The buzzword in laptops for 2012 is Ultrabooks. Why? They have a lot of appeal for shoppers who are looking for a machine that’s thin, light and responsive. By Intel’s definition, Ultrabooks weigh less than 4 pounds and measure 0.8 inches thick or less. They’re also designed to wake from sleep almost as soon as you lift the lid, thanks to the use of flash memory. This last aspect is what really separates an Ultrabook from any other ultraportable notebook, with the goal of delivering the instant-on experience of a tablet.
What should you expect to pay? For now, Ultrabooks start at around $800, which is $300 more than the typical laptop. Over time, though, prices are expected to drop to $600 or less. (Think back-to-school timeframe.) Ultrabooks range in size from13 inches to15 inches, and some even squeeze in an optical drive. While today’s Ultrabooks have a lot in common from one manufacturer to the next, they’re far from identical. Here’s what you need to know to pick the best model for your needs.
Most Ultrabook makers opt for a buttonless touchpad to make their designs sleek, but this minimalist look often comes at the expense of accuracy. Some of these so-called clickpads are jumpy, while others offer poor palm rejection, which can result in a wayward cursor when typing. At present, the Toshiba Portege Z835 is the only Ultrabook available in North America with discrete buttons. Our advice: read our reviews of the latest Ultrabooks to find out how that touchpad stacks up, and try it out in the store if you can. You should be able to navigate the desktop without too many swipes, execute smooth pinch-to-zoom gestures, and two-finger scroll with little to no effort.
On some lower-cost Ultrabooks, vendors employ hybrid storage systems that pair flash memory with a traditional hard drive. For instance, the Acer Aspire S3 comes with a 320GB hard drive along with a 20GB solid state drive, and the Samsung Series 5 offers a 500GB drive and 16GB SSD. These hybrid drives promise the best of worlds: lots of storage along with fast boot and resume times. However, Ultrabooks that use only SSDs offer faster performance, whether you’re copying files or opening applications. If you can afford it — and can live with less capacity — an SSD-only Ultrabook is preferable.
Given that an Ultrabook is designed to go anywhere, you’ll want a system that looks great and feels sturdy. An all-metal chassis is preferable for durability, as opposed to a design that sports a metal lid and plastic area around the keyboard. The Dell XPS 13 (pictured) is an example of a sleek and sturdy Ultrabook, which is made of aluminum and carbon fiber. The HP Envy 14 Spectre is another head-turner, which uses scratch-resistant glass on the lid and palm rest. It’s an elegant aesthetic but it also adds weight. Also look for a backlit keyboard, which will make it easier to type in low lighting conditions.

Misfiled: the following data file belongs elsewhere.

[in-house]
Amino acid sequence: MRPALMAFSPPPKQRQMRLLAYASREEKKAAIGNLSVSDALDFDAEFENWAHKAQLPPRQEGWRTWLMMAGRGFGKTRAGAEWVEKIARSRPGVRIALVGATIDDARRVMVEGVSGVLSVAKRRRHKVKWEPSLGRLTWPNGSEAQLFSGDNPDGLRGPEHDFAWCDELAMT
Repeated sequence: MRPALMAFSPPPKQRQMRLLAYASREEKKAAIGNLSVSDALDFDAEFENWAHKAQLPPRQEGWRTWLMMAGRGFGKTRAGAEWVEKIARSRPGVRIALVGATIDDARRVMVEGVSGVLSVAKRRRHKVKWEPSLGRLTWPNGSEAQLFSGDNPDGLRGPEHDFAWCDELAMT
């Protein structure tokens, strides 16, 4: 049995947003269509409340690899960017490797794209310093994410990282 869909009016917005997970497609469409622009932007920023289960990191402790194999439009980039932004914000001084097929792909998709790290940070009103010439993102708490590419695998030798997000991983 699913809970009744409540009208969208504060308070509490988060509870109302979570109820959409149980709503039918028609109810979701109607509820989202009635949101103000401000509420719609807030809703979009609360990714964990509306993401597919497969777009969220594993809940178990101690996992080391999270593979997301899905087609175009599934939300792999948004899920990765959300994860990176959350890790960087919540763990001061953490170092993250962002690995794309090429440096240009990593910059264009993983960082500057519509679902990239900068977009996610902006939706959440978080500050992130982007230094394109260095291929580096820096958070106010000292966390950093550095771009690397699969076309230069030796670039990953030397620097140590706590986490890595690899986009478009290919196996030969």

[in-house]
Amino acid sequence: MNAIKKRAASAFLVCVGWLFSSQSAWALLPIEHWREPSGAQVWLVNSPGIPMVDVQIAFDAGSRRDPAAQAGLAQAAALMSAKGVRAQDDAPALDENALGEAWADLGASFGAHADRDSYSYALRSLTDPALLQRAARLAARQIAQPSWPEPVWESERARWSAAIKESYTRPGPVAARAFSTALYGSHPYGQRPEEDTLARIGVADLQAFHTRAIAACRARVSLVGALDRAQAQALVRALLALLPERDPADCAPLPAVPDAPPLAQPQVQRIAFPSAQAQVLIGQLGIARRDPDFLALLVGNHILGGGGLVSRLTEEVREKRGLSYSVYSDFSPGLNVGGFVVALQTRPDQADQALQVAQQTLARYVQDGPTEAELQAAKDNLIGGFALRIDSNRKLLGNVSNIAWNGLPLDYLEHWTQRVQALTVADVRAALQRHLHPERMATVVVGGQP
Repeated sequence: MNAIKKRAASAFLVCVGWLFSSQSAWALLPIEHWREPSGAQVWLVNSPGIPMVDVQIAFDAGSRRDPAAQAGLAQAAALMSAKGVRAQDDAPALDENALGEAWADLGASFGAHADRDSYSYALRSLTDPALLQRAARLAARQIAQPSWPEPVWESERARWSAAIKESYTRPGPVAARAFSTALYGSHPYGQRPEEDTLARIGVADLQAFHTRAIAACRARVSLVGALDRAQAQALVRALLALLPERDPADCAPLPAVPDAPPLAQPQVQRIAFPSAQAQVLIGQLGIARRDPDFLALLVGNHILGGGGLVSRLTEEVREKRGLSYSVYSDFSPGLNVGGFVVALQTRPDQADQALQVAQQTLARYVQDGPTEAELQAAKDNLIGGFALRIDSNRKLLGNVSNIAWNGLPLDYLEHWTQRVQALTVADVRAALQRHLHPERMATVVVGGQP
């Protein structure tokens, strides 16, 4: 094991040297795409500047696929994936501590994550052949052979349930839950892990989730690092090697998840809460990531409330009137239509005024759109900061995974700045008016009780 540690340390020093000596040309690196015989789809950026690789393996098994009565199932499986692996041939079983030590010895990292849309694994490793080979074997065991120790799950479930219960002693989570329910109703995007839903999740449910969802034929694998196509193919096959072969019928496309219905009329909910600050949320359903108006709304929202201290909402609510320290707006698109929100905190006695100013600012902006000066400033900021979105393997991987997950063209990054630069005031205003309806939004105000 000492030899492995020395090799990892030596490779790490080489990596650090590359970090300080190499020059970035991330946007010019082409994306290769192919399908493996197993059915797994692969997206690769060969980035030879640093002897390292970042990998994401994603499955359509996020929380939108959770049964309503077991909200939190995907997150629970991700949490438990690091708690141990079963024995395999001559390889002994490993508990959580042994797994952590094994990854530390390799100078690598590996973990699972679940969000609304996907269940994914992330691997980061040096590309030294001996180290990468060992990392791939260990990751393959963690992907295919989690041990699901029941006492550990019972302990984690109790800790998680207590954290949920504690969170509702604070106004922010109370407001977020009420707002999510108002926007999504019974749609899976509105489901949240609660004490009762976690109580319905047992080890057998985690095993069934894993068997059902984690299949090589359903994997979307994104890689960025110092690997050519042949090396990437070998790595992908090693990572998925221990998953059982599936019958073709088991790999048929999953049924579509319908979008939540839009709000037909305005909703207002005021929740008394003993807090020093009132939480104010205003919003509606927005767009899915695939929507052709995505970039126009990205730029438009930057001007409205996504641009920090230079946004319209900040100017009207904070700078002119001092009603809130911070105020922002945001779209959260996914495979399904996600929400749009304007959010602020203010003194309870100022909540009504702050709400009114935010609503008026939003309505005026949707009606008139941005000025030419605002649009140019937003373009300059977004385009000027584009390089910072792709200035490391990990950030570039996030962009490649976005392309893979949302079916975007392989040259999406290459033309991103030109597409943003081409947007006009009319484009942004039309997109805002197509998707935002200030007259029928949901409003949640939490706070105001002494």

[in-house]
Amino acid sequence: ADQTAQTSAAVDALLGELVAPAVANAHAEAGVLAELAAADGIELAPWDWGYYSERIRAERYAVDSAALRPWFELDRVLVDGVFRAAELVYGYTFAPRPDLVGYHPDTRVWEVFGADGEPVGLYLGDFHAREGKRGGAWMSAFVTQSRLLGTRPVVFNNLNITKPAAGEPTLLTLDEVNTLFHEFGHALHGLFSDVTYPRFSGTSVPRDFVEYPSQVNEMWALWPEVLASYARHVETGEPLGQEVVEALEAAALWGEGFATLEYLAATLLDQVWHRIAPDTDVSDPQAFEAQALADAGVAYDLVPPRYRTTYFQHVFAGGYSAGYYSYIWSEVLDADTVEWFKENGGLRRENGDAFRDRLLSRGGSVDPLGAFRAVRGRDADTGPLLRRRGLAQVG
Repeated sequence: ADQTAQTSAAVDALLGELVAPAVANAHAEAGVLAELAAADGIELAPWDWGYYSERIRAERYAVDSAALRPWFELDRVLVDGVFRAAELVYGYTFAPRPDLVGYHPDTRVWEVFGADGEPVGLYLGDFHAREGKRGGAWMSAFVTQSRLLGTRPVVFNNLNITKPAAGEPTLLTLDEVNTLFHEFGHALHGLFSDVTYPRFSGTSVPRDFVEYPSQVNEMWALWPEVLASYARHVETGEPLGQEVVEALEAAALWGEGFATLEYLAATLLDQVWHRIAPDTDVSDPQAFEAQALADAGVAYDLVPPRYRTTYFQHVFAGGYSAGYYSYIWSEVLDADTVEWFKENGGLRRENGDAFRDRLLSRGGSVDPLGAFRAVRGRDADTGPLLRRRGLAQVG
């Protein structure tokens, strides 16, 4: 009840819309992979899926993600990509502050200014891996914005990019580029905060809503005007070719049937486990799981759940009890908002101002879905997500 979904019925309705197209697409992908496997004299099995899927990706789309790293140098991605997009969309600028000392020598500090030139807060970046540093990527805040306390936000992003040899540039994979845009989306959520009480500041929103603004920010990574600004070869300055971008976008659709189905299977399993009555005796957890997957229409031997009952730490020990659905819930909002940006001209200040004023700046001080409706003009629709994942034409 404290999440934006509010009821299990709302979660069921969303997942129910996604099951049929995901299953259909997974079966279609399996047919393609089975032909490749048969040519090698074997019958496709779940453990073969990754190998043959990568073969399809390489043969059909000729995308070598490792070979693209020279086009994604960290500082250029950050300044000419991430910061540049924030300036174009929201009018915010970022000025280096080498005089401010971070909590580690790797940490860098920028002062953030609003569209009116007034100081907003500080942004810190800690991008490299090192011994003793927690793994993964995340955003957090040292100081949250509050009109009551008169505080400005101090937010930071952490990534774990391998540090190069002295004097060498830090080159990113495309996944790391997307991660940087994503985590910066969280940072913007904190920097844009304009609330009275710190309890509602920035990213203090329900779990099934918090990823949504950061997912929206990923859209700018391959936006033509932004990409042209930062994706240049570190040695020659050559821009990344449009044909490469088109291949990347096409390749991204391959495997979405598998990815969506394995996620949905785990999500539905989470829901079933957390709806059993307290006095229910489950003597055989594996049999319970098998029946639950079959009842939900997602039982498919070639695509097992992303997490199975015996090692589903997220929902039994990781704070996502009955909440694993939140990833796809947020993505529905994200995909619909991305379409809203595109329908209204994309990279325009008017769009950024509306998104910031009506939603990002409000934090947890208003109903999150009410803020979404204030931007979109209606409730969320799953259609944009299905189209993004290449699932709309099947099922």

The first wave of Ultrabooks mostly featured 13-inch screens, attempting to challenge the very popular 13-inch MacBook Air. But now we’re seeing models with 14-inch displays (like the HP Envy 14 Spectre) and even 15-inch LCDs (such as the larger Samsung Series 9). Regardless of screen size, pay close attention to the resolution. A screen with 1600 x 900 pixels is preferable to 1366 x 768 because the former resolution offers more detail. More subjective is screen quality. The panel should offer wide-enough viewing angles so that you don’t have to push the lid very far back to see the image.
Some Ultrabook makers sacrifice certain ports to achieve a thinner design, but what should you be willing to live without? We’re not fans of Ultrabooks that don’t include an SD Card slot because many users prefer to transfer photos and videos from their cameras this way. If you’re a business user, you may want to opt for an Ultrabook that includes both an Ethernet port (for wired Internet connections) and VGA (for connecting to projectors), such as the Toshiba Portege Z835 (pictured). We don’t believe a DVD drive is necessary for most Ultrabook buyers, but you’ll find one included on some models with 14-inch or larger displays.
Because the vast majority of Ultrabooks have sealed batteries that can’t be replaced or boosted with an extended battery, you’ll want a model that offers as much endurance as possible. We’ve seen some Ultrabook makers advertise all-day battery life for their machines, but in all cases real-world endurance falls below the claims. Anything that lasts past 6 hours in our tests is good, but 7 hours or longer is better. For example, the HP Folio 13 supplied 7 hours and 50 minutes of juice. The Lenovo IdeaPad U300s offered a solid runtime of 6:52.